The Financial Times reports that France is poised to bail out Peugeot; meanwhile Ford will close its Belgian plant. This will impact suppliers, particularly Lear, which has a seating plant in Belgium dedicated to producing for Ford. [To my knowledge, no car company makes its own seats, which are the single most expensive item they purchase — at one company I’ve visited where the engine is purchased, the seats cost more than the engine.]
More generally, with sales in the EU at a 17 year low, it’s not just the OEMs [original equipment manufacturers, aka car companies] that are hurting but also suppliers, who account for 3/4ths of employment. In Europe (as in Japan) suppliers use contract and temporary workers; Lear has already given 300 the axe, and Federal Mogul and JCI [Johnson Controls, in this case its seating division] have also announced cuts.
An Automotive News story [Ford’s Belgium plant closing could impact U.S. suppliers] reports that 20-25% of BorgWarner’s European workforce is comprised of such contingent workers. [It and Honeywell dominate the market for turbochargers.] But in contrast to 2009, they now have $189.5 million in free cash flow [2012Q2]. In general, suppliers are not in crisis mode.
This is important. In 2009, it was not just GM that teetered on the edge of the abyss, it was also its core suppliers. But those same firms supply Toyota, Honda, Ford and BMW — in other words, everyone in the industry. If one of those large suppliers had collapsed, all auto manufacturing in the US would have ceased, and most suppliers would have shut their doors. Of course without new cars (or replacement parts) dealerships would have also closed their doors. While they might have been able to sell a few used cars, they would have lost the warranty work business (and in fact been unable to get parts, not just get payment). Most would also have gone straight into bankruptcy, because their loans would have become due, cross-bankruptcy clauses in their agreements.
Now Mitt Romney has quietly changed his stance on the bankruptcy of General Motors and Chrysler (it was not a “bailout” since everyone lost). He initially maintained — the primaries — that GM should have been allowed to fail. That would have set off the chain reaction noted above, which my calculations suggest would have led to 3 million job losses, half in the first 2 weeks. That would have turned our current Great Recession into a second, full-fledged Second Great Depression.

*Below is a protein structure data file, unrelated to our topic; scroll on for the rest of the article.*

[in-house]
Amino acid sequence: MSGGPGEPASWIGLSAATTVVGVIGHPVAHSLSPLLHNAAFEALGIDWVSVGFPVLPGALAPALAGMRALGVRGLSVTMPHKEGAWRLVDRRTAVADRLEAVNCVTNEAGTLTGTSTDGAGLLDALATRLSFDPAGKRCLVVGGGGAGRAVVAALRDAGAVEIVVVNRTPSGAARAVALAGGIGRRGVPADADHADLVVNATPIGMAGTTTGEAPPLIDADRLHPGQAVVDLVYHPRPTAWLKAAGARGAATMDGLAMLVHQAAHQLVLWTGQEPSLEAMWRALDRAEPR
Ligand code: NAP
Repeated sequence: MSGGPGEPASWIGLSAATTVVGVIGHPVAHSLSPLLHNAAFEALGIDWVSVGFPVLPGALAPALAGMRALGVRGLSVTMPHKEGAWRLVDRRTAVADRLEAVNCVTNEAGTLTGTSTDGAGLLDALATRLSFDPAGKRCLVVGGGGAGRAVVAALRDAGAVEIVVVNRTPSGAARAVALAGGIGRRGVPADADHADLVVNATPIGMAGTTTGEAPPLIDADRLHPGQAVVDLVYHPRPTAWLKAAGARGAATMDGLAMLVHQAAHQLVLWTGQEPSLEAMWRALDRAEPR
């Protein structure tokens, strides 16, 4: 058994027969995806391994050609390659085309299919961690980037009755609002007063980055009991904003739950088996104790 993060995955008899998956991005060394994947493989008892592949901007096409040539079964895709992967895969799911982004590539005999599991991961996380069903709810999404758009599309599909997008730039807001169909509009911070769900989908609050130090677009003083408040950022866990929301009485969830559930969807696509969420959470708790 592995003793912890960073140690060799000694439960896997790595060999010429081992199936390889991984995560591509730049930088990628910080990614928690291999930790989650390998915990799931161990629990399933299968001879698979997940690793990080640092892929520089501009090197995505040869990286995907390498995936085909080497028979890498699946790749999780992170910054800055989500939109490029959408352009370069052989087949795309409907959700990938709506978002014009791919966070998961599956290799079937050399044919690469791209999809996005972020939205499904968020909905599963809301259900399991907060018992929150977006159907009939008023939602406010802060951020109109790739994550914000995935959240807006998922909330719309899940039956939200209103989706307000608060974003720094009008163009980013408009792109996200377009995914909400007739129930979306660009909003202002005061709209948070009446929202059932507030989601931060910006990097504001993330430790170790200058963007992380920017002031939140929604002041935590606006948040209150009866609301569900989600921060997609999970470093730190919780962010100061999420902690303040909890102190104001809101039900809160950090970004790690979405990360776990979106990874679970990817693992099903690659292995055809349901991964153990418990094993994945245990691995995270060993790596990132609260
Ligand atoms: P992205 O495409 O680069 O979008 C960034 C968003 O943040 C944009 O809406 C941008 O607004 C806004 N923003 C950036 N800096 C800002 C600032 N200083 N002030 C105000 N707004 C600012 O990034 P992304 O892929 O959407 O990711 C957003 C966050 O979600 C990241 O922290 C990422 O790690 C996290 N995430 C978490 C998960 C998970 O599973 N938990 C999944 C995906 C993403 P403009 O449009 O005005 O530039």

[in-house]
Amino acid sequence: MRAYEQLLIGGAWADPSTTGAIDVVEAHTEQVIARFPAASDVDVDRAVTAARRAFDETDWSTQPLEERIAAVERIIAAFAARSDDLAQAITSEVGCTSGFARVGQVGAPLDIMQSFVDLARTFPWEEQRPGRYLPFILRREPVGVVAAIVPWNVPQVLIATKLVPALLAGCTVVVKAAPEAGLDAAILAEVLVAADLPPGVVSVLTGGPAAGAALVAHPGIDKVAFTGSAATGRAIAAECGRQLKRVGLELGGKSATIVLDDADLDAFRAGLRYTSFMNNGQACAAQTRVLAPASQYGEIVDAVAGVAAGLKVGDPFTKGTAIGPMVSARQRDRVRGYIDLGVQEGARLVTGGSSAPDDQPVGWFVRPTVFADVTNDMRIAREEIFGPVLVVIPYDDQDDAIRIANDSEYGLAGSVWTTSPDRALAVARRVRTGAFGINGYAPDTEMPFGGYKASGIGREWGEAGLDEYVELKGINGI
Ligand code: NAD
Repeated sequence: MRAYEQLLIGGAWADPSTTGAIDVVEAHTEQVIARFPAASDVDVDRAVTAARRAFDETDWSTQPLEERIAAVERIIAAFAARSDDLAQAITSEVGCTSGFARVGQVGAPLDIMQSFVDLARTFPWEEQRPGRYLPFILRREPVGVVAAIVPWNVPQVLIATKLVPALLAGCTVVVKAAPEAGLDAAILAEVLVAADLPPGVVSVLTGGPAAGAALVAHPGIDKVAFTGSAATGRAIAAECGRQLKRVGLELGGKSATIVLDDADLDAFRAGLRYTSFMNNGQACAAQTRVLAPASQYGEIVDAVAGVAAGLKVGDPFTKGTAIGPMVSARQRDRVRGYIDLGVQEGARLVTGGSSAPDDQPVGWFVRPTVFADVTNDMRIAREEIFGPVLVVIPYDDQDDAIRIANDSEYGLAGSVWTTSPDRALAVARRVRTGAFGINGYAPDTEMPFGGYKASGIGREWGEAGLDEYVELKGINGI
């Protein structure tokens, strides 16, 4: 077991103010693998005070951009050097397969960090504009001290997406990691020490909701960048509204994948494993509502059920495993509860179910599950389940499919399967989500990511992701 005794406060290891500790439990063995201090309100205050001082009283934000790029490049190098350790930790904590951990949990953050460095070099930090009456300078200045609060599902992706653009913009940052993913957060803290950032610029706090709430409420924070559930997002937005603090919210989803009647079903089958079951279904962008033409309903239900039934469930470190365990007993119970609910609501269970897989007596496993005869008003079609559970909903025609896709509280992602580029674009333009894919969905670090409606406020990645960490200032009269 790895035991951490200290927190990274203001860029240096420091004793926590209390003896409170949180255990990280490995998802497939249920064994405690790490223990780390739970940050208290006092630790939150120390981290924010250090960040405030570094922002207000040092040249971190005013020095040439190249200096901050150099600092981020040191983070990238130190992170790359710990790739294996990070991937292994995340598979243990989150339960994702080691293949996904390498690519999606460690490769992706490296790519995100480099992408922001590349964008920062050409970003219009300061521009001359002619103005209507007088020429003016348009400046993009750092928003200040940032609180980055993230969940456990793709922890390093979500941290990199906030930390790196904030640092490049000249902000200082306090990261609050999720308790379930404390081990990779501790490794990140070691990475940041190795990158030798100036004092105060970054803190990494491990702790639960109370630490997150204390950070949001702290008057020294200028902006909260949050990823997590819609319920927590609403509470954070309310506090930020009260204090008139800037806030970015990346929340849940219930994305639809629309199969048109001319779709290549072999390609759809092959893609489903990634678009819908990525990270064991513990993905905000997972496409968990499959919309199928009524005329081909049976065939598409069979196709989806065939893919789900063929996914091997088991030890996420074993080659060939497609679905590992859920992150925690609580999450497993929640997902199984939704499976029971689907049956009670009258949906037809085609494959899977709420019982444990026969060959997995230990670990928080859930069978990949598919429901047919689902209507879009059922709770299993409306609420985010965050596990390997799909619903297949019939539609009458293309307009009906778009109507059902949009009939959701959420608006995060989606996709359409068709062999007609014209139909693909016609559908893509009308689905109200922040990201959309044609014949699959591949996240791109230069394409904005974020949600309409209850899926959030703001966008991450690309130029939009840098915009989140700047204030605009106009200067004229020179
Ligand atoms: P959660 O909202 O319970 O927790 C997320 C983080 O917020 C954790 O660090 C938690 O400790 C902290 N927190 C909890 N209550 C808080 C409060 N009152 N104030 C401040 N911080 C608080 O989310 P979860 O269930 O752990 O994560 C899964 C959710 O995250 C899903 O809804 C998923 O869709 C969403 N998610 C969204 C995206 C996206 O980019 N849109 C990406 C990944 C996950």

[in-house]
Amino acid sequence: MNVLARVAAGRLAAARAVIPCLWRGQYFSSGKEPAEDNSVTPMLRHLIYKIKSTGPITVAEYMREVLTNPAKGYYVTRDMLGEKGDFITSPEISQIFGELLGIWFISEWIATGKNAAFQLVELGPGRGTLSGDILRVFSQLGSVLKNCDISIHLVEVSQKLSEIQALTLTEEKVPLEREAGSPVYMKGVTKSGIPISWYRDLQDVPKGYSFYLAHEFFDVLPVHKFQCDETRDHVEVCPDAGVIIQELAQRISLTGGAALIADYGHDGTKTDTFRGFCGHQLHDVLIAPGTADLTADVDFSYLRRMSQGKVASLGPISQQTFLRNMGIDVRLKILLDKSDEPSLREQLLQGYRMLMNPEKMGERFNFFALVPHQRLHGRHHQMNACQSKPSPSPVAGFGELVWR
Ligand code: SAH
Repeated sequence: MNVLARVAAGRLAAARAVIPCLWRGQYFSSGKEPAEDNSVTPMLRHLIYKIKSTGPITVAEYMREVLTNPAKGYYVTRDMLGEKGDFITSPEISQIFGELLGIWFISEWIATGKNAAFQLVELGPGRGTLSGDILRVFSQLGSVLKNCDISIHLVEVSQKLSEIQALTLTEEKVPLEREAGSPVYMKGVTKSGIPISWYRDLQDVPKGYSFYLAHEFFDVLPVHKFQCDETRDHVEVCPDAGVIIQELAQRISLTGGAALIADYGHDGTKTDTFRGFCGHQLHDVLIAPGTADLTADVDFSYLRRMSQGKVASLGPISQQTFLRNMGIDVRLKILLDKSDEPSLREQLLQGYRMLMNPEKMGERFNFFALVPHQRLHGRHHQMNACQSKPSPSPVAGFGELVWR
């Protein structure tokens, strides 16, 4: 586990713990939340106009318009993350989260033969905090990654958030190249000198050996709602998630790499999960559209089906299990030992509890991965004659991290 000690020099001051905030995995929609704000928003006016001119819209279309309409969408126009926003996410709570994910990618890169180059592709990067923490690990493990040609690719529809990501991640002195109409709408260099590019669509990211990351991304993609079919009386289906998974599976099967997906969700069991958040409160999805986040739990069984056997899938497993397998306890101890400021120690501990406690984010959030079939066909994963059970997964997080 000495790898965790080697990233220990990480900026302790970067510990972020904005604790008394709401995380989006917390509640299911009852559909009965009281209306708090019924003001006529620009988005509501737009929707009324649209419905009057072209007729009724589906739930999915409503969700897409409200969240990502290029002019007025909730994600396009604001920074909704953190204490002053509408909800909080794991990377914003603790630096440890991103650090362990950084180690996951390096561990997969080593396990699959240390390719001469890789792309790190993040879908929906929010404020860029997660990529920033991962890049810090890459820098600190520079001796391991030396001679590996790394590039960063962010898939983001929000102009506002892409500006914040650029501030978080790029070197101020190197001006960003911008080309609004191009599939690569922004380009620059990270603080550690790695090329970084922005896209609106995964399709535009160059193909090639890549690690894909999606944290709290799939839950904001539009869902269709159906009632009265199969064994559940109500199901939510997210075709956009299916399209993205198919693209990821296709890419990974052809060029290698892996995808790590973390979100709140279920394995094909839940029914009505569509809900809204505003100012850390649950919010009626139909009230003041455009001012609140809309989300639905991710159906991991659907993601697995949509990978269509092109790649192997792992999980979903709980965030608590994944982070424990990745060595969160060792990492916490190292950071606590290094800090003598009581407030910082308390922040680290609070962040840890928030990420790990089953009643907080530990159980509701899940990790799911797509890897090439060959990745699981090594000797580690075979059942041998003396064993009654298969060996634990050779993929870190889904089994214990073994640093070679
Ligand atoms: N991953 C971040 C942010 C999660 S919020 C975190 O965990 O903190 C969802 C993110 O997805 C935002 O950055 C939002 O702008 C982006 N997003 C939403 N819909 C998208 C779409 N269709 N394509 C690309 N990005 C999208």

His new stance is that we should have merely guaranteed loans to GM and Chrysler. This fails on several grounds. First, as he should well know, in a big restructuring (we’re talking $30 billion-plus) you have to rely on big firms such as Lehman Bros and Bank of America. Whoops! — in 2009 Lehman was gone, Bank of America was itself being rescued, no large financial institution was lending, all had capital impaired [banks are required to maintain a specific capital/asset ratio, if you have bad loans that eat into your capital, you have to shrink your loan portfolio]. In short, even coming up $1 billion would have been a real feat of arm-twisting by the Treasury, government guarantees or no. So there would have been bankruptcy, but it would have been Chapter 7 liquidation (close everything down and hold a fire sale) not a Chapter 11 restructuring, which is what government loans enabled.
There’s another problem with guarantees: there’s no upside for the taxpayer, only downside. If the restructuring didn’t work, we’d be out a lot of money. If it worked, investment banks would make a killing, in the way that Romney did with Delphi through his investments (which, claims to the contrary, are not in a blind trust as defined under US law). Instead, by allowing loans to be turned into equity, we have a potential upside. However much he may be worthy of derision for other things, Paulson [a Bush appointee, continued under Obama] used his Wall Street savvy to restructure deals in the taxpayer’s favor. Romney hasn’t shed his mindset that deals should be structured to let him make money.
Romney may have been born into a car industry family (his father was CEO of American Motors, which Chrysler purchased to get its Jeep brand, made in Toledo Ohio then and now). But he doesn’t actually seem to know anything about the industry, or if so he doesn’t let that affect what he says. He has legitimate claim to understanding finance. He’s still willing to twist things to match what his audience wants to hear — a normal Chapter 11 was possible in 2009?! — when he surely knows that was not the case. Finally, he has been unable to reorient his mindset to think in terms of the welfare of the American people, rather than Wall Street, despite spending 7 years on the campaign trail. That does not bode well for the nation if he should become president.